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Authenticity Is Key on the Application

The headline of an MSNBC article last week screams, “Typo On Your College Application May Get You In.” The insinuation is that if you make some mistakes on the application you look more human and less like an automaton.

But the real point of this article is on the essay: demonstrating some humility, a bit of human frailty, or a dose of self-awareness is likely to lead to a more informative essay than one that shouts out your accomplishments, your invincibility, and your ability to overcome anything life might throw at you.

Super-heroes are out. Real people are in.

Literally.

Here’s an excerpt from the article:

In an age when applicants all seem to have volunteered, played sports and traveled abroad, colleges are wary of slick packaging. They’re drawn to high grades and test scores, of course, but also to humility and to students who really got something out of their experiences, not just those trying to impress colleges with their resume.

The trend seemingly should make life easier for students — by reducing the pressure to puff up their credentials. But that’s not always the case.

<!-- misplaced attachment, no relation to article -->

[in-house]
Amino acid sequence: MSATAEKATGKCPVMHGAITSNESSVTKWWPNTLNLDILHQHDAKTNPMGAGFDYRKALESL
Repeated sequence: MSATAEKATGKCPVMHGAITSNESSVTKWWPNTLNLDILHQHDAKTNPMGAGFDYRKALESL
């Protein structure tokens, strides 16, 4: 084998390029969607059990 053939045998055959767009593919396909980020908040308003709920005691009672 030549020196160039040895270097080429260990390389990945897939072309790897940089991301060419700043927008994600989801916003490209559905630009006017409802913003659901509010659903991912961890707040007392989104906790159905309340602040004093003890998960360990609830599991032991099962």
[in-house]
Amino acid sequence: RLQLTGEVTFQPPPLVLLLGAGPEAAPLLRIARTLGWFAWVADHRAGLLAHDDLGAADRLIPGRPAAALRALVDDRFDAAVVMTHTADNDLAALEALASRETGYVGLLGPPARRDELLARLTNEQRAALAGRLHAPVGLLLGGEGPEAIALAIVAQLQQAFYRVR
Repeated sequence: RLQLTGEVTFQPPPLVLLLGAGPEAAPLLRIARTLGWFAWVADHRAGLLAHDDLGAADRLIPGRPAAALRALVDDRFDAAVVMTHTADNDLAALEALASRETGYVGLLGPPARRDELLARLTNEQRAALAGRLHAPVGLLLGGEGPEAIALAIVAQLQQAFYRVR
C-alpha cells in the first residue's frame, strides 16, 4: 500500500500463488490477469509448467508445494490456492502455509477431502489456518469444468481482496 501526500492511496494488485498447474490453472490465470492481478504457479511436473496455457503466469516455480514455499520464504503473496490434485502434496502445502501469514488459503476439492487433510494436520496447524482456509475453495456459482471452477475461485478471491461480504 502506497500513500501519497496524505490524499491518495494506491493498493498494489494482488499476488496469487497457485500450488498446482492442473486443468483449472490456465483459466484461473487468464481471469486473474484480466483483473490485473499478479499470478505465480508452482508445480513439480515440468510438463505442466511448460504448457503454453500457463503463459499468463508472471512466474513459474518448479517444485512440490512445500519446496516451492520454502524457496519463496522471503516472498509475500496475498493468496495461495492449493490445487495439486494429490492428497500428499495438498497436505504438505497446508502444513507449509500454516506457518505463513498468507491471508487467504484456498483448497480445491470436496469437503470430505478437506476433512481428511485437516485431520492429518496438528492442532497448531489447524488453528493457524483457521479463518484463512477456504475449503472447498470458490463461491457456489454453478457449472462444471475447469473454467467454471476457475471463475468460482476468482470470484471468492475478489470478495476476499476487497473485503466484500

For some students, the challenge of presenting themselves as full, flawed people cuts against everything else they’ve been told about applying to college — to show off as much as possible.

My advice to students is to not pretend. To be themselves. Not to be afraid to demonstrate their humanity.

I also make clear that the essay is theirs: I won’t write it for them. Of course I provide pointers and ideas for restructuring, and clarifying points. But I try not to put ideas into their heads or words into their mouths. As a professor, I taught college students for years how to write term papers, how to construct an elegant paragraph, how to develop the trickle of an idea into a gushing torrent of insight. It’s something that I enjoy, and frankly I’m pretty good at it.

My aim is to guide from the side, provide counsel, and set the course. The navigation of the essay is up to the student.

Mark Montgomery
Montgomery Educational Consulting
“Mapping College Journeys”

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